A vintage Gibson ES-175! This guitar was played by so many of my jazz guitar heroes, and it’s just a joy to play.
What does your practice consist of?
Really just playing through my repertoire. It’s important for me to run through some of my songs every day so that I have the ability to play any of the tunes on my own on both guitar and piano. I generally work on a couple of songs per day. You never know when you might get the call to perform your songs live as a solo act for a TV or radio program! So it’s important to have them really well under your fingers.
How did you get started in music? What’s the backstory there?
My parents used to put me on the kitchen table and make me sing in front of relatives at a very young age, maybe 4 or 5 years old. I was already playing piano and saxophone by age 11 and bought my first guitar with babysitting money aged 12. My home was always filled with really great music, which I think inspired me to get better at all the instruments I was playing.
Which musicians/vocalists influenced you the most?
I’ve been heavily influenced by the great jazz musicians George Benson, Wes Montgomery, Joe Pass, Dexter Gordon. My late high school music teacher and Canadian jazz guitarist Jeremy Hepner was also a huge influence on my playing and my life. I’ve also been inspired by the great voices of Donny Hathaway, Etta James, Ella Fitzgerald, Aretha Franklin, and Diana Krall.
Which artists are you listening to right now?
I’m really enjoying listening to Emily King, PJ Morton, D’Angelo, Yebba, and Gregory Porter. I’m a huge Earth, Wind & Fire fan, and I’m fascinated with what Jacob Collier is doing.
What is your definition of tone, and how has it changed over the years?
To me, tone is something very personal. Every musician/singer has a sonic signature. I’ve always had an affinity towards an authentic tone; a tone that hasn’t been processed or auto-tuned very much. I like to be able to hear the life of the instrument or voice, even if it’s gone through an overdrive pedal. As I’ve gotten older and matured, I’ve really come to appreciate how important it is to let an instrument speak for itself, rather than cover it up with processing effects.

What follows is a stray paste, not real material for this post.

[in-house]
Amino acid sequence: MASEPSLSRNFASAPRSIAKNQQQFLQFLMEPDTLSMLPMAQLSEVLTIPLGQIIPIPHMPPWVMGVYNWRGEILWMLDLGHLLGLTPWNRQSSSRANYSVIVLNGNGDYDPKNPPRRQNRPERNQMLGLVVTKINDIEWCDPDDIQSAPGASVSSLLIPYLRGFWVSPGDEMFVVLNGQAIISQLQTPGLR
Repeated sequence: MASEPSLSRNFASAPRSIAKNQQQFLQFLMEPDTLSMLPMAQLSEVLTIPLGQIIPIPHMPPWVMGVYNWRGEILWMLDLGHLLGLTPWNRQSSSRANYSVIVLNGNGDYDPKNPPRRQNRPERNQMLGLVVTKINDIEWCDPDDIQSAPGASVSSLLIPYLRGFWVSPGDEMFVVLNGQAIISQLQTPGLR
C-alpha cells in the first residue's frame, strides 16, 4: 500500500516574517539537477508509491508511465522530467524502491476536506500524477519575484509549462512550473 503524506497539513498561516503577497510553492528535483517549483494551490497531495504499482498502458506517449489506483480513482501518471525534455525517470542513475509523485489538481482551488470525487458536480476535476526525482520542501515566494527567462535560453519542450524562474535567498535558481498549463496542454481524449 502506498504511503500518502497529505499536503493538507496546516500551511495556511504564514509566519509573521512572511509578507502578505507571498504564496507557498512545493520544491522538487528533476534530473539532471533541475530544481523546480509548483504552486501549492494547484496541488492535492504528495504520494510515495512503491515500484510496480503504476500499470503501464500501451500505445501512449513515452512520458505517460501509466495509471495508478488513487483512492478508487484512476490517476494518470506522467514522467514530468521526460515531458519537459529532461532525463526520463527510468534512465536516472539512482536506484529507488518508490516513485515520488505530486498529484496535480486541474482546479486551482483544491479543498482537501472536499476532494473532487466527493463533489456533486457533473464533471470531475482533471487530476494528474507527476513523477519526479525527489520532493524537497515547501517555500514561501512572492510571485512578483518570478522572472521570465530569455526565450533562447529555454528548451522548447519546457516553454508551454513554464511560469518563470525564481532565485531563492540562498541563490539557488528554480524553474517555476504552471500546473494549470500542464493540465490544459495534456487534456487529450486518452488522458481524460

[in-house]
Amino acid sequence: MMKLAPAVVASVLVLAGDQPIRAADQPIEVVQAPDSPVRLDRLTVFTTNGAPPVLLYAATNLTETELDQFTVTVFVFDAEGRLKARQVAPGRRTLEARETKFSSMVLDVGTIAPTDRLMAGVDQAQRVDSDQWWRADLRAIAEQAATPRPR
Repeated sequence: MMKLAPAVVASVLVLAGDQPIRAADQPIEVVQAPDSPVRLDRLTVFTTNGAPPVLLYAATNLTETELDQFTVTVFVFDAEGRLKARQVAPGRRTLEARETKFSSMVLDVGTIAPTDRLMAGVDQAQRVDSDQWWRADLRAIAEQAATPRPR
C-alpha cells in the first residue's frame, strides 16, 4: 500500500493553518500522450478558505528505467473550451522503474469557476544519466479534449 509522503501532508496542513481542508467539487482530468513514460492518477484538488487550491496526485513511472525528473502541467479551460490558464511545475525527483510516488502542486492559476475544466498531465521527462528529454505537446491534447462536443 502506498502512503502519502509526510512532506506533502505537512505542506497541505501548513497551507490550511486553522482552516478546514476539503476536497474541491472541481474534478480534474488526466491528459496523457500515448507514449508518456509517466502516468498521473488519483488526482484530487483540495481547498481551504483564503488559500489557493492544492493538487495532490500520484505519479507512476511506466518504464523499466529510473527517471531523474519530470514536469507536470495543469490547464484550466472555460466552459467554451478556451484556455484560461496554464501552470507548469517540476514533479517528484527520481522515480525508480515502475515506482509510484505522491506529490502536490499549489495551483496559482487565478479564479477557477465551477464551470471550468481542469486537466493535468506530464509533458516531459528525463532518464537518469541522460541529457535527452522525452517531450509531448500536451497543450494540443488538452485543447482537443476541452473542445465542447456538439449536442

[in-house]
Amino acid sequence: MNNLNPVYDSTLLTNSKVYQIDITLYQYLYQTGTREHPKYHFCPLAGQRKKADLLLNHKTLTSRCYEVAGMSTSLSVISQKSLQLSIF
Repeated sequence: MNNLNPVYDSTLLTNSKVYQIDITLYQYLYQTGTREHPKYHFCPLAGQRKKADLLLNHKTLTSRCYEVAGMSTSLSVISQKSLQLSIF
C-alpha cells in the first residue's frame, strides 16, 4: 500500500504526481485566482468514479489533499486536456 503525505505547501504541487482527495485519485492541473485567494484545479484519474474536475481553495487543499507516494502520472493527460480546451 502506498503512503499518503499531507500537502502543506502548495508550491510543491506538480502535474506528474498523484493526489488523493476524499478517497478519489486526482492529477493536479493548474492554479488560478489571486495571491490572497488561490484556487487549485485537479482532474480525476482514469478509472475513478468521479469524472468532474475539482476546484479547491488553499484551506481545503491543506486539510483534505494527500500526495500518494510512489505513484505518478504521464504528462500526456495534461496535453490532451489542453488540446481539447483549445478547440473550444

Do you have a guilty music and/or entertainment pleasure?
I absolutely love blasting the Spice Girls and Bee Gees through the hi-fi; How Deep is Your Love always makes me smile! I’m also a huge fan of the show Family Guy. Did you know the creator/voice actor Seth MacFarlane is also a fantastic jazz singer? Listening to his albums while cooking is definitely a guilty pleasure.
Any advice for young female artists just getting started?
Always be true to yourself and to your songs. Copying someone else will almost always lead you in the wrong direction, and away from your true calling in music. Grow a thick skin when it comes to criticism; people will love your music, and some people won’t. You’re the one that has to believe in it the most, and that belief and perseverance is what will get it heard.
Why do you make music?
There is no why. Being a true musician, in my opinion, is a calling. You don’t pursue music, music pursues you. For better or for worse!
What’s next for you?
A beach house in Malibu!? Haha. But seriously, after this EP, I’m releasing the full album Happily Ever Now which will be released in November. I’ve also written a show version of the album which I hope to produce soon.